What Types of Insurance Do Attorneys Need?
Attorneys are typically well-versed in insurance meant to protect clients. However, lawyers themselves need insurance to protect them from many issues that can arise while practicing law. Lawyers are subject to malpractice lawsuits just like doctors. In this case, lawyers need professional liability insurance to protect them should a professional issue emerge with a client.
Professional liability insurance covers professionals who provide expert service in their fields. Lawyers fall into this category because they provide crucial aid to clients whom they serve. However, just like all humans, law professionals sometimes make mistakes.
In some instances, a client may suffer due to a mistake made by their attorney. Professional liability insurance covers lawyers and keeps them and/or their firm from being personally liable for any financial hardships that may befall their clients due to professional mistakes or negligence.
Know What Professional Liability Insurance Covers
Professional liability insurance is also known as errors and omissions (E&O) insurance. That phrase is a good indicator of what this type of insurance covers. Lawyers can get sued over a variety of things. It is critical that solo practicing lawyers and private law firms are protected in the event of a suit.
Professional liability insurance covers the following mistakes that might arise in a law professional’s career:
- Delayed or misfiled paperwork: Lawyers may miss paperwork deadlines or neglect to file important documents with the court.
- Inadequate investigation: Lawyers may fail to provide clients with sufficient council.
- Professional misconduct: Lawyers may behave in ways that harm their clients, such as committing fraud or failing to receive proper client consent.
- Alleged conflicts of interest: Lawyers may fail to disclose when their judgment can be skewed by other professional or personal interests.
- Breaches of confidentiality: Lawyers may disclose private information that is protected under attorney-client privilege.
All these common complaints boil down to professional negligence. Lawyers need protection from allegations of professional negligence because, when lawyers make mistakes of this nature, their clients can suffer great hardships.
For example, if a lawyer fails to follow appropriate instructions, conduct thorough investigations, or provide adequate legal advice, a client can potentially lose their case or run into serious financial trouble. In this case, professional liability insurance protects the lawyer from owing damages or negative professional consequences.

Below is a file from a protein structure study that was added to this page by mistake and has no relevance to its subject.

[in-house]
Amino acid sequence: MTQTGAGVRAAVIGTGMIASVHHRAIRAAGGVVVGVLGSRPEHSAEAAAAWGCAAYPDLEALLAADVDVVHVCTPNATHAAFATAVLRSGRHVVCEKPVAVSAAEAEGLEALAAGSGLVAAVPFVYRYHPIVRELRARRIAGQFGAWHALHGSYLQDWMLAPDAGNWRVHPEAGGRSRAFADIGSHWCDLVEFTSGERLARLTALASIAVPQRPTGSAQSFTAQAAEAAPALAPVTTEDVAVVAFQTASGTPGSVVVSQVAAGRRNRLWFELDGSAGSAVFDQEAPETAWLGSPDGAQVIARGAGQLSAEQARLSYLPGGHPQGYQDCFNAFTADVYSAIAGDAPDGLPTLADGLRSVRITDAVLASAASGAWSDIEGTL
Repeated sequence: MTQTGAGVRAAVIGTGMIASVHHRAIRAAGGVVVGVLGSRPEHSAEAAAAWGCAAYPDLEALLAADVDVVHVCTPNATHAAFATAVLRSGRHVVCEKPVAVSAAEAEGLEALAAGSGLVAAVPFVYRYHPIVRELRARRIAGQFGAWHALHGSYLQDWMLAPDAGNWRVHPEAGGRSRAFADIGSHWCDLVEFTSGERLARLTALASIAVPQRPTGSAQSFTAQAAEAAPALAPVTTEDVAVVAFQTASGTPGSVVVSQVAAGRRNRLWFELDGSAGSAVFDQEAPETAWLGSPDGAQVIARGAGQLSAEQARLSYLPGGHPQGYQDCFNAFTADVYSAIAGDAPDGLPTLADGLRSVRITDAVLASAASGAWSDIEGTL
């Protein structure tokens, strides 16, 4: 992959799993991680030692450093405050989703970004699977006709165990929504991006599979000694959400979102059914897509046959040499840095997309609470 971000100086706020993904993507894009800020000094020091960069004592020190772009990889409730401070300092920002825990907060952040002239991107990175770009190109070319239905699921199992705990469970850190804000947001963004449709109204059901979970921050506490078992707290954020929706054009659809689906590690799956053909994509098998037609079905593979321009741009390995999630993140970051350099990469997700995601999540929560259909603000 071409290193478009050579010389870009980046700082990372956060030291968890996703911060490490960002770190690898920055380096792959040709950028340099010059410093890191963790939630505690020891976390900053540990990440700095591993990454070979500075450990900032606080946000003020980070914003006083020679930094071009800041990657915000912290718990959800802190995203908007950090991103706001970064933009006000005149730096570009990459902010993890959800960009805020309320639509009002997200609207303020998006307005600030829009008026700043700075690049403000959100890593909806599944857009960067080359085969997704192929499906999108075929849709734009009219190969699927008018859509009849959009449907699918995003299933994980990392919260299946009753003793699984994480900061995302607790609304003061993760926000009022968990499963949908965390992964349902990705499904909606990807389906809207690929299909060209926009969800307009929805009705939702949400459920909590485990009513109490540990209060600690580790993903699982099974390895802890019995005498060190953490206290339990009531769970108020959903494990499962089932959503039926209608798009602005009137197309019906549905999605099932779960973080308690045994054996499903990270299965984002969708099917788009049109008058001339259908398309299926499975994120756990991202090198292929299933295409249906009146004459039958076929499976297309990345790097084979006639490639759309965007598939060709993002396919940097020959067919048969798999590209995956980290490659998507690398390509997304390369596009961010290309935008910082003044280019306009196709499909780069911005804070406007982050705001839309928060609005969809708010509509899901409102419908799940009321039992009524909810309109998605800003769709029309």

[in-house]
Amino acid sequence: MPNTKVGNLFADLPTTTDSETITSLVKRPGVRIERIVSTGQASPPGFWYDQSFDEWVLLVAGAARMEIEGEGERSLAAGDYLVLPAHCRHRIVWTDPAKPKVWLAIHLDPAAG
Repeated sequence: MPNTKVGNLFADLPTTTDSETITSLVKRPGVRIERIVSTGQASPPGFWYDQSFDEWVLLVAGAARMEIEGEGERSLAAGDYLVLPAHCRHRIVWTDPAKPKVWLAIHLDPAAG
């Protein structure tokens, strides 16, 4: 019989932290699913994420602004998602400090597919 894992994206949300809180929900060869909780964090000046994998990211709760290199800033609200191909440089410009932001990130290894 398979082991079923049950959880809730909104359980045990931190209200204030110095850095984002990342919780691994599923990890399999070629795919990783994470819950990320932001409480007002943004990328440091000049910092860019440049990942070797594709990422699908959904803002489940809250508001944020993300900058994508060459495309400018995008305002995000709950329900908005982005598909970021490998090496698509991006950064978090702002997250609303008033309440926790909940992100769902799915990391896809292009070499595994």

Professional Liability Insurance Does Not Cover Everything
Coverage can vary depending on the policy and insurer. Policies cover common professional mistakes, but they typically exclude intentional harm or physical damage.
Common policy exclusions include:
- Dishonest, malicious, or criminal acts
- Issues regarding law services provided to entities owned by the lawyer or law firm
- Bodily harm
- Property damage
- Regulatory or statutory penalties
- False advertising
- Conflicts between two parties covered under the same liability insurance policy
- Workplace disputes
While bodily harm and property damage are not covered under professional liability insurance, these instances are generally covered under commercial general liability insurance.
Injuries that occur on the job are covered by workers’ compensation insurance. A law firm will likely also have employment practices liability insurance, which will cover employee disputes like wrongful termination, discrimination, and sexual harassment claims.
No insurance policy will cover false advertising. A lawyer falsely advertises when they lie about their education or exaggerate work history. In this case, the lawyer would not be protected.
When Is Professional Liability Insurance Required?
Only two states currently require privately practicing lawyers to have professional liability insurance. However, all lawyers and law firms should have coverage with an insurance policy to protect them from devastating lawsuits.